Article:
Judge Joseph Barker House tied to history

JANELLE PATTERSON   The Marietta Times
Jack Haessly, left, and Bill Reynolds, right, venture to the front of the Judge Joseph Barker House in Lower Newport Monday to view the state of disrepair. The site is owned by the U.S. Army Corps of Engineers.

JANELLE PATTERSON The Marietta Times Jack Haessly, left, and Bill Reynolds, right, venture to the front of the Judge Joseph Barker House in Lower Newport Monday to view the state of disrepair. The site is owned by the U.S. Army Corps of Engineers.

LOWER NEWPORT–A testament to forgotten architectural style, the Judge Joseph Barker House’s final days on the southern side of Ohio 7 have mustered a push to save the building and its connection to the area’s history.

The building is on the schedule to be torn down by its current owner, the U.S. Army Corps of Engineers, due to its poor condition and other possible uses for the site.

But on Thursday at 1 p.m. at the Newport Community Building, 38330 State Route 7, a public meeting has been called by local community members to demonstrate support for the building’s preservation.

The house sits down river from the Willow Island Lock and Dams, and once housed the U.S. Army Corps of Engineers office that oversaw the dam construction. But it has sat vacant for more than 40 years.

“It’s about more than just a house,” said Jack Haessly, who owns Haessly Hardwood Lumber just west of not only the house, but Barker Cemetery and Barker School. “Judge Barker gave a part of his property to the township for that cemetery because the river kept encroaching upon the original area cemetery. He’s buried there and then there’s the school. He was more than just a judge in this community.”

His house also has great significance to the Washington County Historical Society, which has joined with Haessly in the quest to preserve the brick building.

“The (U.S.) Army Corps of Engineers has in the past invested in preserving historical sites,” said Bill Reynolds, the society’s president. “Here’s this house, built by one of the first architects of the Northwest Territory, who worked in stone and it’s still standing. It’s pure federal period architecture popular between 1790 and 1830, practically untouched: the woodwork, the stairwells, the solar light into the kitchen. Homes of that style used to be all down Fourth and Fifth streets in Marietta but were torn down in the first oil boom because they’d gone out of style.”

The home was designed by the judge’s father Col. Joseph Barker, whose own home in Devola has even seen renovation with the times.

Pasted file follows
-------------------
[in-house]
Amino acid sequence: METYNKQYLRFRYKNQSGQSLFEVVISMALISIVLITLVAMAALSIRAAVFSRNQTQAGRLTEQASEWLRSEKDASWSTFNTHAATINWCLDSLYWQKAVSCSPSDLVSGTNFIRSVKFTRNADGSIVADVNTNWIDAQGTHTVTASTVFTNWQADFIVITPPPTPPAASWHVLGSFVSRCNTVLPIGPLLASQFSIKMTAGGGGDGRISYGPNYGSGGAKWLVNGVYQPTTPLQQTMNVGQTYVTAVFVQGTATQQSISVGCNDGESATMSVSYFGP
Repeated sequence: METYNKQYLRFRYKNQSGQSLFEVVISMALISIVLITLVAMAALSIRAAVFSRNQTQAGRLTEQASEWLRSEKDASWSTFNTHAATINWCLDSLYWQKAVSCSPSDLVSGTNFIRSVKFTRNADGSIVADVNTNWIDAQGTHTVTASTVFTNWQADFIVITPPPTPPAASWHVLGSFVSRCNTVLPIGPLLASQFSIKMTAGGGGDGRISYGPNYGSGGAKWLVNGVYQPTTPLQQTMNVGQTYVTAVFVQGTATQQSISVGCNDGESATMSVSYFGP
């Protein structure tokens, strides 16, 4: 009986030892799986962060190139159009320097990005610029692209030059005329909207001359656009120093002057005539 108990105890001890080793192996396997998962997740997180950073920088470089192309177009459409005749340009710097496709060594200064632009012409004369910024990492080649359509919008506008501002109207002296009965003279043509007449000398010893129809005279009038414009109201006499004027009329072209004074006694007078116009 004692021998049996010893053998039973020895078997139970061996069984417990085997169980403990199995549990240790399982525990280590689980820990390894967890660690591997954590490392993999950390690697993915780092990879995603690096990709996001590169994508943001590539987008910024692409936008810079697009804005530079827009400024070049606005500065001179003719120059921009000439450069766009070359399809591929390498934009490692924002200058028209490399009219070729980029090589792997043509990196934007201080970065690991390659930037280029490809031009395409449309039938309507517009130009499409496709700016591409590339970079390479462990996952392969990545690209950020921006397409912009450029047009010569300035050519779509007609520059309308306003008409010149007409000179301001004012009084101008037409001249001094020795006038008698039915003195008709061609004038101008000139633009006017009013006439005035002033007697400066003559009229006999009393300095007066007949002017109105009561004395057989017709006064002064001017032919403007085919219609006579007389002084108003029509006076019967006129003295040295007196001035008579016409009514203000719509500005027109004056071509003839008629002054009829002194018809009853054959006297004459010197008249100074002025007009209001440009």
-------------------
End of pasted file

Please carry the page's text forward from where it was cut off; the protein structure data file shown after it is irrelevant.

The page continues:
“But junior’s house, he put his heart and soul into and it’s unbelievable the detail that’s survived,” said Reynolds. “In those days a lot of people built their own houses, but didn’t go to the extent that senior did on his son’s house. There’s more stability in the structure, deeper window sills, more defined trim and mouldings.”

The younger Barker was not only a judge in Washington County Common Pleas Court until his death but had also served as a lawmaker in the 1830s in the Ohio General Assembly.

Multiple organizations have expressed support for the preservation of the Judge Barker House, including the Marietta-Washington County Convention and Visitors Bureau, Newport Township trustees, Frontier Local Economic Development Association and Preservation Ohio.

“Preservation Ohio coming on board is huge, I think,” said Haessly. “I feel an obligation to this not only because it’s a part of my community but certainly for those that were here before. Those that went to the school that’s in his name, those gravesites that were preserved because he gave his land. That cemetery is the last resting place for my mom and dad.”

Reynolds said throughout correspondence with the U.S. Army Corps of Engineers, he has reviewed the study done on the house and the photos taken inside.

“It’s a shame that right now the floor’s not stable enough for us to further venture inside to see the details,” he noted. “And I understand why the house can’t stay where it is, they want that torn down because they want to use the area to put sludge they dredge up from the river.”

But rather than spend $50,000 to tear down the house that is on the National Historic Register, the hope is those funds are instead invested in relocation of the building.

“They could have relocated it when they relocated all of the other homes when they moved Route 7 for the building of the dam,” said Haessly. “But now we hope to have several people speaking Thursday and we hope the corps gets the message to hold the plans and help preserve history now.”

Chuck Minsker, public affairs specialist with the U.S. Army Corps of Engineers, said three people from the Huntington District will be in attendance Thursday.

“That includes our archaeologist Jennifer Guphy, landscape architect Dan Bock and realty specialist Lea Bodmer,” he explained. “I don’t know of any changes to our current plan but they were invited to attend and we’ve been working with the community all along and would like to hear what the community has come up with.”

Reynolds also said he hopes officials from the Wayne National Forest or Ohio Department of Natural Resources would also be in attendance, noting the house could be used as a permanent home of the Marietta unit of the Wayne’s offices.

If you go:

¯ What: Public meeting to support the preservation of the Judge Joseph Barker House in Lower Newport, built in 1842.

¯ When: 1 p.m. Thursday.

¯ Where: Newport Community Building, 38330 State Route 7.

Source: Washington County Historical Society.